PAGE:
Since the end of World War II, we have mostly been living in the Age of Moderation—an epoch characterized by middle-of-the-road politics, in which a moderate Left and Right pursued partially overlapping policies. This long period configured our political compass toward compromise, but that compass now is swinging wildly, back and forth. The general consensus is that this loss of direction is due to the rise of populisms; a revolt against the elites in the name of the people. There are two competing populisms, both of which condemn the prevailing neoliberal order. Right-wing populists claim they ventriloquize the concerns of a religious, moral, and hardworking but silent majority. They are perceived by the political center as the primitive ghosts from an unenlightened past. Left-wing populists demand more progressive welfare-oriented policies, total “equality” and an end to “repression” under the label of democratic socialism. The political center views left-wing populism as a mortal danger to the delicate mixed economy. These two populisms are engaged in a bitter struggle, and both battle the mainstream moderate Left and …

Making the World Safe for Autocracy

Hong Kong has long ceased to fit the description given it by an envoy of Queen Victoria as a “barren rock.” Since British gunboats secured its jagged shore in the Opium Wars, it has transformed into a vibrant commercial outpost and a premier international metropolis. After nearly two centuries, the city now has new claimants as colonial overlords, who will undoubtedly wreck the special achievements of the crown colony and set new standards of ruination and decline. Hong Kong’s “one country, two systems” form of government autonomy received a lethal blow earlier this year when the annual session of China’s rubber-stamp legislature passed new national security laws that effectively prohibited dissent in the enclave. The draconian national security legislation allowed Beijing to bypass the territory’s own parliament and crack down on any activity it deems seditious. Hong Kong’s liberal culture and independent judiciary quickly began to suffocate under the weight of China’s rapacious interference. The Chinese Communist Party is now looking to crush the remnants of the old order. Beijing has announced that it will impose …

Totally Under Control—A Review

Alex Gibney’s Totally Under Control revisits a time, the legacy of which still haunts us. Spanning the period between January of 2020 and late spring of 2020, his new documentary traces the rise of the pandemic which has become a defining feature of our time. A New York Times headline on January 21st read “China Confirms New Coronavirus Spreads From Humans to Humans.” The full horror of mass deaths and economic lockdown hadn’t dawned on the world yet. Even in Wuhan there wasn’t full comprehension of what was to come. Nevertheless, the next day President Donald Trump was asked if he was worried about the pandemic and responded that “We have it totally under control.” Obviously, Trump was wrong. Totally Under Control is squarely focused on the bungling, mismanagement, and incoherence of the Trump administration. Gibney’s documentary is fundamentally a chronicle of the lopsided match between the COVID-19 pandemic and the Trump administration. As a point of contrast, Gibney focuses on the coherent and concerted efforts of America’s Pacific Rim ally, South Korea. The comparison …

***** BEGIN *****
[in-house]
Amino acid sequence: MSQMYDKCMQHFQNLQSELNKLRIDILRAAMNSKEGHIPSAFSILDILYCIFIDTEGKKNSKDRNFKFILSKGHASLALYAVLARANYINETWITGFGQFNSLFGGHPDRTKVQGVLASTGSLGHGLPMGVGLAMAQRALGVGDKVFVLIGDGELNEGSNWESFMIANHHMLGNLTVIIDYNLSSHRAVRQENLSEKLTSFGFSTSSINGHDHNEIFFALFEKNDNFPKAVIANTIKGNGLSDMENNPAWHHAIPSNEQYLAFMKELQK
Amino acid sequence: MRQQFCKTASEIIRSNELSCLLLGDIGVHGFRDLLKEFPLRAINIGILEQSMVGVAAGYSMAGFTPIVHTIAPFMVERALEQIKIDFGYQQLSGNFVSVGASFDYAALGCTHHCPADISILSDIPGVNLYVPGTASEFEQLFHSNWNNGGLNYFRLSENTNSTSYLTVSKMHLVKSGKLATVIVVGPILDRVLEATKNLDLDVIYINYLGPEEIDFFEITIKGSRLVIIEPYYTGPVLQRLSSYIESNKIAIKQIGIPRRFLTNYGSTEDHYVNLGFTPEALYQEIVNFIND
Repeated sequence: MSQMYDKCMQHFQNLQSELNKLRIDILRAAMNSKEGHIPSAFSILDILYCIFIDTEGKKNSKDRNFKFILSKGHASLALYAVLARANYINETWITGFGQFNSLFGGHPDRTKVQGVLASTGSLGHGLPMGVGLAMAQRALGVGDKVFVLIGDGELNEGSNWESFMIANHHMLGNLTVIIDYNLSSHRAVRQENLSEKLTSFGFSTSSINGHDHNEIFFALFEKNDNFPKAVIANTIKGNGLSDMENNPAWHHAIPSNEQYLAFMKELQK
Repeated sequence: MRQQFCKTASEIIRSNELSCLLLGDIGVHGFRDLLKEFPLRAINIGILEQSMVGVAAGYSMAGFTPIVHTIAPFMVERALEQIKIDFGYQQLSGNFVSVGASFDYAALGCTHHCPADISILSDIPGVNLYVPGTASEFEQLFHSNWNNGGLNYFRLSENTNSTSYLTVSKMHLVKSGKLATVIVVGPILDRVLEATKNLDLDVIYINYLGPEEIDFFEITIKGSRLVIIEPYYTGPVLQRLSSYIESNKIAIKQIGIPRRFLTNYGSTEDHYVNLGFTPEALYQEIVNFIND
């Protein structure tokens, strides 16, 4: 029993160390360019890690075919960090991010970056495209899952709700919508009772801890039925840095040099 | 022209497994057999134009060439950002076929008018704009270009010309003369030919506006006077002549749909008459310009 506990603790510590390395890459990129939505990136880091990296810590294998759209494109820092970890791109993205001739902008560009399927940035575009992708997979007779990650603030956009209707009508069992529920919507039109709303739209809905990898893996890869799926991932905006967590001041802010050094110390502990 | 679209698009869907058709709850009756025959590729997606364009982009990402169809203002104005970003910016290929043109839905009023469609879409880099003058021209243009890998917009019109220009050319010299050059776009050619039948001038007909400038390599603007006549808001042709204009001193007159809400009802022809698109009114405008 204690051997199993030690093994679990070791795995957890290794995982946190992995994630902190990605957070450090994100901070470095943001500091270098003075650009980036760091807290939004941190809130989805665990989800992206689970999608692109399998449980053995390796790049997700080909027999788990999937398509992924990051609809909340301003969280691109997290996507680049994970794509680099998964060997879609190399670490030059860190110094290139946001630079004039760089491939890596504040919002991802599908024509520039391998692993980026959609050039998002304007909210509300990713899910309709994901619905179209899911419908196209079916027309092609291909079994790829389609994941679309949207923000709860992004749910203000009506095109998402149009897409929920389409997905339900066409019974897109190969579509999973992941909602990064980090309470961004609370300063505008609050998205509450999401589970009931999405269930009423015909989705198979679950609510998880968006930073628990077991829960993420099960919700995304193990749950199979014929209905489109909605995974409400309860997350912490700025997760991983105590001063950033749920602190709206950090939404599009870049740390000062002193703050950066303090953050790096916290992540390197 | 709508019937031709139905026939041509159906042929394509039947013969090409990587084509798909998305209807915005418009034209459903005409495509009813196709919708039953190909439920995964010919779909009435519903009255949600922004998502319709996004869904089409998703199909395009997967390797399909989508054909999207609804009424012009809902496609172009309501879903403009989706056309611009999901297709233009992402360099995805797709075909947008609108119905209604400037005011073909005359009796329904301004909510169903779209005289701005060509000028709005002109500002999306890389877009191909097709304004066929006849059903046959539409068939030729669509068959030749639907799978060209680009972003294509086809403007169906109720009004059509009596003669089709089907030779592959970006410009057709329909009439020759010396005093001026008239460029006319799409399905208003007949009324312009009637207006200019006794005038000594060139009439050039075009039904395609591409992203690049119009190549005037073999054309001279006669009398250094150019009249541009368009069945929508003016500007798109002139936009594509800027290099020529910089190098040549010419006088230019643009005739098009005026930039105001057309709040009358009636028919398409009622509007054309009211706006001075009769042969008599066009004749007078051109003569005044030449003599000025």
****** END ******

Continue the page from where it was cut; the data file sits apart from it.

Secular Modernity under Theocratic Assault

Professor Leszek Kołakowski, one of the great Polish intellectual dissidents from the Stalinist period, liked to say that when he debated with apologists for the system, he often found himself almost on the losing side. Kołakowski hastened to add that this fact did not owe to the superior arguments of his opponents. To the contrary. The arguments of his opponents were so foolish and antiquated that he’d simply forgotten what the original refutations were. A similar phenomenon can be registered in the West today with respect to heady accusations of blasphemy. With homicidal religious maniacs avenging the hurt feelings of the faithful, many liberal-minded people have taken to questioning fundamental republican norms and the basis of secular democracy. The recent events in France, which has again become the target of Islamist menace, provide a useful occasion to review the newly contested principles of the Enlightenment. This autumn has brought news of three separate Islamist attacks on French soil. It began with a knife attack last month in Paris outside the former office of the Charlie Hebdo magazine. A few weeks …

China’s Stateless Nations

I am from a city owned by a country that I don’t belong to. ~Frances Hui Maps of the global nation-state system show us a simplified picture of the world: “a totalizing classificatory grid,” as the political scientist Benedict Anderson famously put it.1 We need this grid for convenience, but we should always remember that it began as the colonial equivalent of an accountant’s ledger books. National maps provided reassurance to imperial powers that their territory was “bounded, determinate… countable.”2 The real world is much messier, and sometimes it changes in ways that no traditional map can show. China’s borders, for example, will soon bear no resemblance to reality. The Communist Party has begun expanding the concept of the nation, attempting to create a new type of global entity. But back home, large numbers of people within the country’s borders no longer see themselves as Chinese at all. From Kashgar to Causeway Bay, millions of citizens are beginning to define themselves in direct opposition to the status that appears on their passports. Today we find …